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  • Introduction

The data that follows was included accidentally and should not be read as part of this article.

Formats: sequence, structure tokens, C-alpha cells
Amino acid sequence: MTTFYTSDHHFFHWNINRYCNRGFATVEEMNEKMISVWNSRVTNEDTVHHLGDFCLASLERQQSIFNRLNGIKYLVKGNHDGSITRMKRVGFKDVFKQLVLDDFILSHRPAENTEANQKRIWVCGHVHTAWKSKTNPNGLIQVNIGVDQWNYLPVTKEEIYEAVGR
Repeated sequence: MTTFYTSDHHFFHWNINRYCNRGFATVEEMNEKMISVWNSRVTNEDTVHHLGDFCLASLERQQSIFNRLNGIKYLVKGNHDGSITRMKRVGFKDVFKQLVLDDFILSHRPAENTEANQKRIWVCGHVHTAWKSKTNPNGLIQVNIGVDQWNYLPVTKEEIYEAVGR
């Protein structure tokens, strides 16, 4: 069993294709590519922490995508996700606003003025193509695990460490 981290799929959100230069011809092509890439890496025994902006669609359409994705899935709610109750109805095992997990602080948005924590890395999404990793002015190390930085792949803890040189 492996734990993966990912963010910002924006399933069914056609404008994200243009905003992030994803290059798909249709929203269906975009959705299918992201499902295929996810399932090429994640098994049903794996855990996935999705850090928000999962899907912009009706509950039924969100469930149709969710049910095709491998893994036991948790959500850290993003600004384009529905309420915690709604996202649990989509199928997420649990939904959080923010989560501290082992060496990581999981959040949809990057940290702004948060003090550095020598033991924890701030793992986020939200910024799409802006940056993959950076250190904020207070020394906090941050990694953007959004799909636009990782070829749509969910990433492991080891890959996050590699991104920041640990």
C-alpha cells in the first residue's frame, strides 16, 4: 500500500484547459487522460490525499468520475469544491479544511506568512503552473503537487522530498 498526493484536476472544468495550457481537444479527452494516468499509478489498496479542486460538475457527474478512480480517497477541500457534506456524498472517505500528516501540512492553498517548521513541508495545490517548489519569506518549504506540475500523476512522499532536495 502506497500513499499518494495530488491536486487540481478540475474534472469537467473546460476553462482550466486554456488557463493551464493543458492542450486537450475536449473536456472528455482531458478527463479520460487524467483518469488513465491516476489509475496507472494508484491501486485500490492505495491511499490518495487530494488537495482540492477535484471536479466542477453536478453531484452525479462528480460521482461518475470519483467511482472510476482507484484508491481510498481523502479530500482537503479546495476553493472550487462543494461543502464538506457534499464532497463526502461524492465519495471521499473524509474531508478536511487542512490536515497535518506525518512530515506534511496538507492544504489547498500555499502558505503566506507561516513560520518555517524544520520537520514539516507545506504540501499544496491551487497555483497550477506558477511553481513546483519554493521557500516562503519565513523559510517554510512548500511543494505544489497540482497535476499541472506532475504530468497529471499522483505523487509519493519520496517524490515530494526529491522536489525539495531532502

A steep recession and more aggressive border enforcement have temporarily slowed illegal immigration, but the problem is far from fixed. As President Obama and congressional leaders prepare to tackle immigration reform once again, they should learn from the past and create a system that accommodates the future needs of a recovering economy. Even with fewer immigrants entering the country illegally, the number already here remains at nearly 12,000,000, with an estimated 8,000,000 in the workforce. One in twenty workers is here without authorization. When the economy begins to grow, that number will inevitably climb again despite the United States’ best efforts to enforce the current, broken system. Any lasting solution to the challenge of illegal immigration must recognize the important contribution that immigration has made and continues to make to the success of America’s freemarket economy. To succeed, comprehensive reform must accommodate the legitimate needs of American employers to hire the workers they require to meet the demands of their customers. Reform must also address the legitimate expectation that the rule of law should be respected and that illegal immigration should be replaced by legal immigration.